Personal Growth

Here's a Simple Strategy for Getting Out of a Creative Rut, According to a Former Nike Engineer

Writing a poem? Decorating a cake? Painting a masterpiece? If you've ever even attempted any sort of creative task, you know the struggle is real. When the fountain of creativity in your mind runs dry, what can you do? A former Nike engineer has a simple trick.

Beat the Burnout

Tiffany Beers worked as a senior innovator at Nike for more than a decade (she had a short stint at Tesla, too). If anyone needs to keep the creative juices flowing, it's her. To do that, Beers has a very simple strategy, which she told Quartz in an anecdote about a coworker struggling during a team project.

Beers and her team were busy bringing the famous fictional shoe from "Back to the Future" to life, and the maker on the auto-lacing shoe team was on the brink of burnout. "That was someone that every time [we'd] come up with a different concept, he would go make it," Beers told Quartz. "He'd been making HyperAdapts for years." He soon got worn down and approached Beers seeking advice on how to get his inspiration back. Beers gave him a unique assignment: Make a shoe that can withstand a five-mile run, using only materials that he found at Home Depot. The maker nailed the project and got his groove back to help finish off the HyperAdapt.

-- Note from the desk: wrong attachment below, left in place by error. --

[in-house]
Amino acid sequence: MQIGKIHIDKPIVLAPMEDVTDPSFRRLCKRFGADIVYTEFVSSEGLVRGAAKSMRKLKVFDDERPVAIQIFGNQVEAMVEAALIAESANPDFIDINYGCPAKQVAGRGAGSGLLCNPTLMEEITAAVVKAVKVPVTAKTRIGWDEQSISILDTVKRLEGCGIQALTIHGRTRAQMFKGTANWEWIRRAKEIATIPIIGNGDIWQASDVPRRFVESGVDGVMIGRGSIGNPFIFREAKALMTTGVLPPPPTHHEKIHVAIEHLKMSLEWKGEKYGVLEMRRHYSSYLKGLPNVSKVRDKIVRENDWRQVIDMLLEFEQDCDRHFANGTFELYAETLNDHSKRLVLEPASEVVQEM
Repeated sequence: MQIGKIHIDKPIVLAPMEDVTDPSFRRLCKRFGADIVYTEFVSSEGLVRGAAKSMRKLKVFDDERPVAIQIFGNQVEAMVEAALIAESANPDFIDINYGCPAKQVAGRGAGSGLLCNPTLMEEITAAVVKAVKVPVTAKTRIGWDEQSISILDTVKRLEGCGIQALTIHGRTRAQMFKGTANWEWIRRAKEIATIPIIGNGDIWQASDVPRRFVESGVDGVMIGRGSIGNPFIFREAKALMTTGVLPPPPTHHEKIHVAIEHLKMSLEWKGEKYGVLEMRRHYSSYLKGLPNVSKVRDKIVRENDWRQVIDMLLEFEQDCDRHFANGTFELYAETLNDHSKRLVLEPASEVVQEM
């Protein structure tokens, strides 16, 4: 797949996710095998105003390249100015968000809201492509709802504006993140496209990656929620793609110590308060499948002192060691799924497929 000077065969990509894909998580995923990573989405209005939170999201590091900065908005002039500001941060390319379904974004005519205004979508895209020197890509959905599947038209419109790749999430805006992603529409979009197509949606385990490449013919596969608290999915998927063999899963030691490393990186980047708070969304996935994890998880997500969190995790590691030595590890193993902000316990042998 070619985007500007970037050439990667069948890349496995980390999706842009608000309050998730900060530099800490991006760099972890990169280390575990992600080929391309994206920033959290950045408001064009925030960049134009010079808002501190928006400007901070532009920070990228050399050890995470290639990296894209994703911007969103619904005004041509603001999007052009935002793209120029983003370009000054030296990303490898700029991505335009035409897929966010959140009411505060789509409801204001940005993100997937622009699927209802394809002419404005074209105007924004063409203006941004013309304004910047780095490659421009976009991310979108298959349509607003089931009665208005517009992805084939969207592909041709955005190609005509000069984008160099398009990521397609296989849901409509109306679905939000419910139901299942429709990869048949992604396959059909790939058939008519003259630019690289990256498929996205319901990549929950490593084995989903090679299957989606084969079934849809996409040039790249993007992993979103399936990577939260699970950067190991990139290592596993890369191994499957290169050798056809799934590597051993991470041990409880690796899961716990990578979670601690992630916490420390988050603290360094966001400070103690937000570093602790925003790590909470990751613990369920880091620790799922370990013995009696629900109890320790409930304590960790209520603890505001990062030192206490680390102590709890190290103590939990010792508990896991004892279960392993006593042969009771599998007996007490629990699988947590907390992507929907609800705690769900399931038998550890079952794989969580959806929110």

Put Your Task Down, Flip It and Reverse It

The strategy Beers employed to help the maker get back in the game is simple: Flip it. "Keep it fresh," she said. "When the same things are done over and over, the process, product, and experience become stale. Sometimes you need to force yourself out of that state." Beers advises someone stuck in a rut to question an element of the thing you're working on that you would never think to question or change. In the shoe example, the maker was probably just considering the design and look of the shoe and had the materials already set in mind.

This advice can be applied to just about anything. If you're at a blank canvas with a paintbrush in hand trying to conjure an image to bring to life, maybe try replacing your paintbrush with a sponge. If you're decorating a cake and unsure which color of icing to use, ditch it altogether and go for an inedible element like fresh flowers. If you're working on a new creative essay and no topics are coming to mind, try thinking of what you shouldn't write about ... and write about only that.

Feeling inspired? Check out Eric Maisel's "The Creativity Book: A Year's Worth of Inspiration and Guidance." We handpick reading recommendations we think you may like. If you choose to make a purchase through that link, Curiosity will get a share of the sale.

Written by Joanie Faletto June 25, 2018

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